Language is Always Changing

We often think of our language as being very fixed. We were all taught grammar rules in school, right? Rules can’t change!

But, over a long period of time, from generation to generation, languages do change. Your children will speak differently than your parents or your grandparents.

A few years ago, if something was ‘lit’ it was literally on fire. Now, it’s become the cool way to say that something is really, well… cool. But it’s not just ‘the kids’ who change language. I bet you weren’t saying “I need to Marie-Kondo my living room” 12 months ago! Go back a few decades, and ‘gay’ meant lively and happy. Go back further still, and ‘awful’ meant awe-inspiring. Interesting, right?

Language doesn’t just change by adding new words or by changing the meaning of existing words, though. The pronunciation of words can change too. It’s one reason why different accents came to be. And this is where a lot of spelling ‘idiosyncrasies’ (‘peculiar or individual’) have come in.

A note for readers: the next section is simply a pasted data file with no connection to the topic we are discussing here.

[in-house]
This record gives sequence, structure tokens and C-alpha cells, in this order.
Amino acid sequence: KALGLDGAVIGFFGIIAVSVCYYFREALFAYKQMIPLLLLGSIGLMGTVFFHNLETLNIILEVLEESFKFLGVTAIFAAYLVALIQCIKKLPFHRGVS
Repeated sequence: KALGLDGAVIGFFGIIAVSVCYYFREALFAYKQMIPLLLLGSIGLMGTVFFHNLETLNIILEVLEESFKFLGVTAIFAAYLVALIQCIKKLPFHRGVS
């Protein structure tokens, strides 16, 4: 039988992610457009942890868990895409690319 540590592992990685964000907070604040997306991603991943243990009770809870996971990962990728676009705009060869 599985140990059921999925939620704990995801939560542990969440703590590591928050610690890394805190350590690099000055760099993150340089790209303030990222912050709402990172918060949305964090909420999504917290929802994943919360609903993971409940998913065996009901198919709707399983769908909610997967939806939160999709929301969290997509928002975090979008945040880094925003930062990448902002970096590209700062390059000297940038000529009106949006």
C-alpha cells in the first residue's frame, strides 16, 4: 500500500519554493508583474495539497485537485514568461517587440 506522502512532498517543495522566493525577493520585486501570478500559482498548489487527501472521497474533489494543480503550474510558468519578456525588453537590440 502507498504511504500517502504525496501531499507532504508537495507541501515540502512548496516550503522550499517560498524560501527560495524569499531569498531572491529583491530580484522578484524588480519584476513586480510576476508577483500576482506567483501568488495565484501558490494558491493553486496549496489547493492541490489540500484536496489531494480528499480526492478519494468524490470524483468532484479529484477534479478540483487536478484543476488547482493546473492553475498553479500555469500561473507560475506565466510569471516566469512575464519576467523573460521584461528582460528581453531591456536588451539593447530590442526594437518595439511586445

The English language had a particularly big pronunciation shift (they call it ‘The Great Vowel Shift’) around the 15th Century. This had a particularly large impact on English spelling, as the changes in pronunciation were happening just as the printing press was gaining momentum.

The spread of printing started to fix spellings in place, because what was once only communicated orally had to be written down on paper. Once these spellings were set on paper, the pronunciations kept changing – which is why we often pronounce words differently from how they look like they should be said!  

It’s not hard to see how all of these differences between pronunciation and spelling can make learning to read and write really tricky! If you are concerned about your child’s reading and writing ability, we’re here to support.

Give us a call today on (02) 4948 9800 to discuss how a Speech Pathologist can help, or email us at info@newcastlespeechpathology.com.

We look forward to hearing from you!

-Bec